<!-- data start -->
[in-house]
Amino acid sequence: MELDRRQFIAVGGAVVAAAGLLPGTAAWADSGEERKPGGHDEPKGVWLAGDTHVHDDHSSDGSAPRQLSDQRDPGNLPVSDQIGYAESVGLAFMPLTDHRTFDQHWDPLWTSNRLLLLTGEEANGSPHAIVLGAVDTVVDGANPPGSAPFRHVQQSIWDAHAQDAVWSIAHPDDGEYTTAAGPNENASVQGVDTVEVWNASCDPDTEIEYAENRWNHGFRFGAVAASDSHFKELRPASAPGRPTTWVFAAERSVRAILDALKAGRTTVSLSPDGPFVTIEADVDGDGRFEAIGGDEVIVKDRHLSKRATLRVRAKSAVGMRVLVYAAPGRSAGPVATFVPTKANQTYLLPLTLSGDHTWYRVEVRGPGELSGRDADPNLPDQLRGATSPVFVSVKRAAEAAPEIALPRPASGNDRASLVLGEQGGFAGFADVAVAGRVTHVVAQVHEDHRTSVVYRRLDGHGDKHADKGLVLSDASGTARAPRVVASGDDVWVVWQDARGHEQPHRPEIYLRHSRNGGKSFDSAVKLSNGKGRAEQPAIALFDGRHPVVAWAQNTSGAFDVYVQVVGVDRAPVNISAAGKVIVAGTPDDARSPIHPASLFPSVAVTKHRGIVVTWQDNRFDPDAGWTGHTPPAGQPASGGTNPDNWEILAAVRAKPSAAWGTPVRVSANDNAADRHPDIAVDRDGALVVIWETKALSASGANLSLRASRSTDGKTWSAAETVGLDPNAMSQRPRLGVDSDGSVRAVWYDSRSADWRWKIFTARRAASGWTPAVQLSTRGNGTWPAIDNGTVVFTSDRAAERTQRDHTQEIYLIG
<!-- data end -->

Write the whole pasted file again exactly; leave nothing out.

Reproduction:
[in-house]
Amino acid sequence: MELDRRQFIAVGGAVVAAAGLLPGTAAWADSGEERKPGGHDEPKGVWLAGDTHVHDDHSSDGSAPRQLSDQRDPGNLPVSDQIGYAESVGLAFMPLTDHRTFDQHWDPLWTSNRLLLLTGEEANGSPHAIVLGAVDTVVDGANPPGSAPFRHVQQSIWDAHAQDAVWSIAHPDDGEYTTAAGPNENASVQGVDTVEVWNASCDPDTEIEYAENRWNHGFRFGAVAASDSHFKELRPASAPGRPTTWVFAAERSVRAILDALKAGRTTVSLSPDGPFVTIEADVDGDGRFEAIGGDEVIVKDRHLSKRATLRVRAKSAVGMRVLVYAAPGRSAGPVATFVPTKANQTYLLPLTLSGDHTWYRVEVRGPGELSGRDADPNLPDQLRGATSPVFVSVKRAAEAAPEIALPRPASGNDRASLVLGEQGGFAGFADVAVAGRVTHVVAQVHEDHRTSVVYRRLDGHGDKHADKGLVLSDASGTARAPRVVASGDDVWVVWQDARGHEQPHRPEIYLRHSRNGGKSFDSAVKLSNGKGRAEQPAIALFDGRHPVVAWAQNTSGAFDVYVQVVGVDRAPVNISAAGKVIVAGTPDDARSPIHPASLFPSVAVTKHRGIVVTWQDNRFDPDAGWTGHTPPAGQPASGGTNPDNWEILAAVRAKPSAAWGTPVRVSANDNAADRHPDIAVDRDGALVVIWETKALSASGANLSLRASRSTDGKTWSAAETVGLDPNAMSQRPRLGVDSDGSVRAVWYDSRSADWRWKIFTARRAASGWTPAVQLSTRGNGTWPAIDNGTVVFTSDRAAERTQRDHTQEIYLIG